What matters here is how this corps of connoisseurs grew to a scale big enough to sustain and strengthen the Nespresso system, in the absence of a robust marketing or educative drive by Nespresso (until very recently). Put simply, the brand’s ascent was aided by Starbucks, specifically by the latter’s success in changing the mainstream coffee market during the 1990s. In establishing such a strong transnational presence, Starbucks challenged smaller, competing brands to define themselves with more clarity and conviction. Indeed, working with data that identified just 200 freestanding coffee houses in the US prior to 1990 compared to 14,000 in 2003, Kjeldgaard and Ostberg go so far as to state that: “Put bluntly, in the US there was no local coffee consumptionscape prior to Starbucks” (Kjeldgaard and Ostberg 176). Starbucks effectively redefined the coffee world for mainstream consumers in ways that were directly beneficial for Nespresso. 

Starbucks: Coffee as Ambience, Experience, and Cultural Capital

While visitors to Nespresso boutiques can sample the coffee, with highly trained baristas and staff on site to explain the Nespresso system, in the main there are few concessions to the conventional café experience. Primarily, these boutiques function as material spaces for existing Club members to stock up on capsules, and therefore they complement the Nespresso system with a suitably streamlined space: efficient, stylish and conspicuously upmarket. Outside at least one Sydney boutique for instance (Bondi Junction, in the fashionable eastern suburbs), visitors enter through a club-style cordon, something usually associated with exclusive bars or hotels. This demarcates the boutique from neighbouring coffee chains, and signals Nespresso’s claim to more privileged patrons. This strategy though, the cultivation of a particular customer through aesthetic design and subtle flattery, is not unique. For decades, Starbucks also contrived a “special” coffee experience. Moreover, while the Starbucks model strikes a very different sensorial chord to that of Nespresso (in terms of décor, target consumer and so on) it effectively groomed and prepped everyday coffee drinkers to a level of relative self-sufficiency and expertise—and therein is the link between Starbucks’s mass-marketed approach and Nespresso’s timely arrival.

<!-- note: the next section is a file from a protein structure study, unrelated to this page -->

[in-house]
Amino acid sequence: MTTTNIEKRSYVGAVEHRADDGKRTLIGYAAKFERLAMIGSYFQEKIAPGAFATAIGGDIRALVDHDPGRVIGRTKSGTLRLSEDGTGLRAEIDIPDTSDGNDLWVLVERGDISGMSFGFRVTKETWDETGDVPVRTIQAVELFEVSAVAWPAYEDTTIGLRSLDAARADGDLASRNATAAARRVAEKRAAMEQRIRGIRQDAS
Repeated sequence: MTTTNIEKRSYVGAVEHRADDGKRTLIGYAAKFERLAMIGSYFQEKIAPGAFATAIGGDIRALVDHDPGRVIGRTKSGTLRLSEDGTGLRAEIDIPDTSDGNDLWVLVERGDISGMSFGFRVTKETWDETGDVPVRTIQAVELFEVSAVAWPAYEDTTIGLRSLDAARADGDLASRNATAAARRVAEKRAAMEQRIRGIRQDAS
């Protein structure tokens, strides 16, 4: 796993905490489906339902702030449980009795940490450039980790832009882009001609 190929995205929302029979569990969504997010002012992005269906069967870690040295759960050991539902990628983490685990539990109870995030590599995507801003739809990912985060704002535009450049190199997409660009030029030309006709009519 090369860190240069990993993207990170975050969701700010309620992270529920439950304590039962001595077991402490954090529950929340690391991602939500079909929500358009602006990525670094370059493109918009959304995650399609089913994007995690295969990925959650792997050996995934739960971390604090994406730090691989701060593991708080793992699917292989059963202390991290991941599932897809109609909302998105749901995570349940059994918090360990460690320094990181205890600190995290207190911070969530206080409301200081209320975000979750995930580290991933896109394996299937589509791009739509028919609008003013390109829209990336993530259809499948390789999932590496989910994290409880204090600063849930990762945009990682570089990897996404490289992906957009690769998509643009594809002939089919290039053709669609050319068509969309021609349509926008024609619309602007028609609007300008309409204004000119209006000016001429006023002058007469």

Starbucks opened its first store in 1971, in Seattle. Three partners founded it: Jerry Baldwin and Zev Siegl, both teachers, and Gordon Bowker, a writer. In 1982, as they opened their sixth Seattle store, they were joined by Howard Schultz. Schultz’s trip to Italy the following year led to an entrepreneurial epiphany to which he now attributes Starbucks’s success. Inspired by how cafés in Italy, particularly the espresso bars in Milan, were vibrant social hubs, Schultz returned to the US with a newfound sensitivity to ambience and attitude. In 1987, Schultz bought Starbucks outright and stated his business philosophy thus: “We aren’t in the coffee business, serving people. We are in the people business, serving coffee” (quoted in Ruzich 432).